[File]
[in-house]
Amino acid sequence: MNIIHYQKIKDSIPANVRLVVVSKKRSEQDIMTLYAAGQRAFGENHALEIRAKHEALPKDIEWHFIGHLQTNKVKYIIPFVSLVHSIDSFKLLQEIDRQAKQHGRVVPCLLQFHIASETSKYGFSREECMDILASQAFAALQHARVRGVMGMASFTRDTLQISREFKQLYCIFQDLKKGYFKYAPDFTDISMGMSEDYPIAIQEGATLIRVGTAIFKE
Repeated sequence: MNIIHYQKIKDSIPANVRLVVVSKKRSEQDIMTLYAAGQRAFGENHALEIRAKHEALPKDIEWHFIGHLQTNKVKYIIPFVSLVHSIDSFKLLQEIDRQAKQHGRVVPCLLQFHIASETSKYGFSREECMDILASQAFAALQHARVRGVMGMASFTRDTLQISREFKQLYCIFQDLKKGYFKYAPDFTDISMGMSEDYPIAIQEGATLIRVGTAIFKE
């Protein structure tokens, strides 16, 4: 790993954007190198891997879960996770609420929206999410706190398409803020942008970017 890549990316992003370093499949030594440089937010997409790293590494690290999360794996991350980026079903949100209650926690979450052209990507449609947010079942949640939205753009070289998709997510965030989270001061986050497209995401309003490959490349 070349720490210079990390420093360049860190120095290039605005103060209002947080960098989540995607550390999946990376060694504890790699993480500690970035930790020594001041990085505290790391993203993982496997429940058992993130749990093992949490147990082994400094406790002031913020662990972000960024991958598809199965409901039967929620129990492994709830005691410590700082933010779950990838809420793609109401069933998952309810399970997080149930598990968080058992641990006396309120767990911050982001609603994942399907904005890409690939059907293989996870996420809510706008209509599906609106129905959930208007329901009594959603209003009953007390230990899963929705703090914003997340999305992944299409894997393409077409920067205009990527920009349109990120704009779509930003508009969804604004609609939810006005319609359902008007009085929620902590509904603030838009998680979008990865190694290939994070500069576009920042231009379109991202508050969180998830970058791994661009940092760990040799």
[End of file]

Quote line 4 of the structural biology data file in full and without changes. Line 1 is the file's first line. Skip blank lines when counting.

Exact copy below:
């Protein structure tokens, strides 16, 4: 790993954007190198891997879960996770609420929206999410706190398409803020942008970017 890549990316992003370093499949030594440089937010997409790293590494690290999360794996991350980026079903949100209650926690979450052209990507449609947010079942949640939205753009070289998709997510965030989270001061986050497209995401309003490959490349 070349720490210079990390420093360049860190120095290039605005103060209002947080960098989540995607550390999946990376060694504890790699993480500690970035930790020594001041990085505290790391993203993982496997429940058992993130749990093992949490147990082994400094406790002031913020662990972000960024991958598809199965409901039967929620129990492994709830005691410590700082933010779950990838809420793609109401069933998952309810399970997080149930598990968080058992641990006396309120767990911050982001609603994942399907904005890409690939059907293989996870996420809510706008209509599906609106129905959930208007329901009594959603209003009953007390230990899963929705703090914003997340999305992944299409894997393409077409920067205009990527920009349109990120704009779509930003508009969804604004609609939810006005319609359902008007009085929620902590509904603030838009998680979008990865190694290939994070500069576009920042231009379109991202508050969180998830970058791994661009940092760990040799």